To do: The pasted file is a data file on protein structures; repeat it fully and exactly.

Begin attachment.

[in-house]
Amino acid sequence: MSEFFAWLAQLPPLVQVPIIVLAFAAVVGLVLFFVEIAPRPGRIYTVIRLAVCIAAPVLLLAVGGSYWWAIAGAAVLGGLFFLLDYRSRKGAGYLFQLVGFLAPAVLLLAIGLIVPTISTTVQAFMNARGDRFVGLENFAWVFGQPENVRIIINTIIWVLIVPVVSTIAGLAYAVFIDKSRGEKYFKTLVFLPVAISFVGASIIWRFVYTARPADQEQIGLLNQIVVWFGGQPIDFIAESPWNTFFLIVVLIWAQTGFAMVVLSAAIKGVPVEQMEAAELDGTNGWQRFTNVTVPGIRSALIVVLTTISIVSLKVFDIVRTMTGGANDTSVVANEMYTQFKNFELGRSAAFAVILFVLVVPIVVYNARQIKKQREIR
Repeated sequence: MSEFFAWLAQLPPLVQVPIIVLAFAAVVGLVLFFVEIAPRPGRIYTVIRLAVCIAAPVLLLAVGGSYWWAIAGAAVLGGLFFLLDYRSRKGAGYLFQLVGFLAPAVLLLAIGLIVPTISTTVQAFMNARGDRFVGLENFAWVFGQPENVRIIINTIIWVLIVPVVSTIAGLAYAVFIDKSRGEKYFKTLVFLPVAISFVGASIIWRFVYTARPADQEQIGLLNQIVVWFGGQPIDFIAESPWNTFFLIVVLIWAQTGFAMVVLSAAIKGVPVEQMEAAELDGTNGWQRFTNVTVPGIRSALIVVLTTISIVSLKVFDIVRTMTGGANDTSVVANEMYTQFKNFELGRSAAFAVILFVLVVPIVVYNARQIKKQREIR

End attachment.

[in-house]
Amino acid sequence: MSEFFAWLAQLPPLVQVPIIVLAFAAVVGLVLFFVEIAPRPGRIYTVIRLAVCIAAPVLLLAVGGSYWWAIAGAAVLGGLFFLLDYRSRKGAGYLFQLVGFLAPAVLLLAIGLIVPTISTTVQAFMNARGDRFVGLENFAWVFGQPENVRIIINTIIWVLIVPVVSTIAGLAYAVFIDKSRGEKYFKTLVFLPVAISFVGASIIWRFVYTARPADQEQIGLLNQIVVWFGGQPIDFIAESPWNTFFLIVVLIWAQTGFAMVVLSAAIKGVPVEQMEAAELDGTNGWQRFTNVTVPGIRSALIVVLTTISIVSLKVFDIVRTMTGGANDTSVVANEMYTQFKNFELGRSAAFAVILFVLVVPIVVYNARQIKKQREIR
Repeated sequence: MSEFFAWLAQLPPLVQVPIIVLAFAAVVGLVLFFVEIAPRPGRIYTVIRLAVCIAAPVLLLAVGGSYWWAIAGAAVLGGLFFLLDYRSRKGAGYLFQLVGFLAPAVLLLAIGLIVPTISTTVQAFMNARGDRFVGLENFAWVFGQPENVRIIINTIIWVLIVPVVSTIAGLAYAVFIDKSRGEKYFKTLVFLPVAISFVGASIIWRFVYTARPADQEQIGLLNQIVVWFGGQPIDFIAESPWNTFFLIVVLIWAQTGFAMVVLSAAIKGVPVEQMEAAELDGTNGWQRFTNVTVPGIRSALIVVLTTISIVSLKVFDIVRTMTGGANDTSVVANEMYTQFKNFELGRSAAFAVILFVLVVPIVVYNARQIKKQREIR